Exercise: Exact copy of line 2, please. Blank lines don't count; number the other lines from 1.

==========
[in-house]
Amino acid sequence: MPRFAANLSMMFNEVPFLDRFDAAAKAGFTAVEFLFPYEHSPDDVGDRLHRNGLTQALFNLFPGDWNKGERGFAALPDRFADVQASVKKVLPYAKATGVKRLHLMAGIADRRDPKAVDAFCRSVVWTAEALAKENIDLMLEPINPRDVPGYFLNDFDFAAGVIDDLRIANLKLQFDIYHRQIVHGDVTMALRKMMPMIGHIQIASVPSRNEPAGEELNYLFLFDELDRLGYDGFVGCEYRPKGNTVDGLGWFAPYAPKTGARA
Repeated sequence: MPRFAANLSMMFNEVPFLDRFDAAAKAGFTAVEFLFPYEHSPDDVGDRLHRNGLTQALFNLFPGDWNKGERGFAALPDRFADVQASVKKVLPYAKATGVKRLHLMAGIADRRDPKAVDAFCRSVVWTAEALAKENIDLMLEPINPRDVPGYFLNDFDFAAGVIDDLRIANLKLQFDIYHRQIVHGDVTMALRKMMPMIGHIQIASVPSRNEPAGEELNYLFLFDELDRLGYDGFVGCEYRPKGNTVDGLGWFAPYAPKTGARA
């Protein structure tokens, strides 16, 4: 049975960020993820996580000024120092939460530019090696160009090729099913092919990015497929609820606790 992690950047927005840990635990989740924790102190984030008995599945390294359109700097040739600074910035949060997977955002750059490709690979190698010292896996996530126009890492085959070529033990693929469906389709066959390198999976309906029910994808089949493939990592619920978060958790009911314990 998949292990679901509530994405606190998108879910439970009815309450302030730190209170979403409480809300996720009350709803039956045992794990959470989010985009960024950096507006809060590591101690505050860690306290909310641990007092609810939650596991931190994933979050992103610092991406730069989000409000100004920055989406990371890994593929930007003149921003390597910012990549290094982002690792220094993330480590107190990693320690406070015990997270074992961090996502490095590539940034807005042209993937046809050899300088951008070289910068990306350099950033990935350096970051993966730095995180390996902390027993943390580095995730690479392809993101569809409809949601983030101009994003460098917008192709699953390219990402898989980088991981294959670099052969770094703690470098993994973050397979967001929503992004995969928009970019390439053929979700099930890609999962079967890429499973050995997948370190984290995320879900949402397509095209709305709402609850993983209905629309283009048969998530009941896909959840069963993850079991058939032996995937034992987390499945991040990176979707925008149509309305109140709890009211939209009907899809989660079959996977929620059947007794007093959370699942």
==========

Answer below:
Amino acid sequence: MPRFAANLSMMFNEVPFLDRFDAAAKAGFTAVEFLFPYEHSPDDVGDRLHRNGLTQALFNLFPGDWNKGERGFAALPDRFADVQASVKKVLPYAKATGVKRLHLMAGIADRRDPKAVDAFCRSVVWTAEALAKENIDLMLEPINPRDVPGYFLNDFDFAAGVIDDLRIANLKLQFDIYHRQIVHGDVTMALRKMMPMIGHIQIASVPSRNEPAGEELNYLFLFDELDRLGYDGFVGCEYRPKGNTVDGLGWFAPYAPKTGARA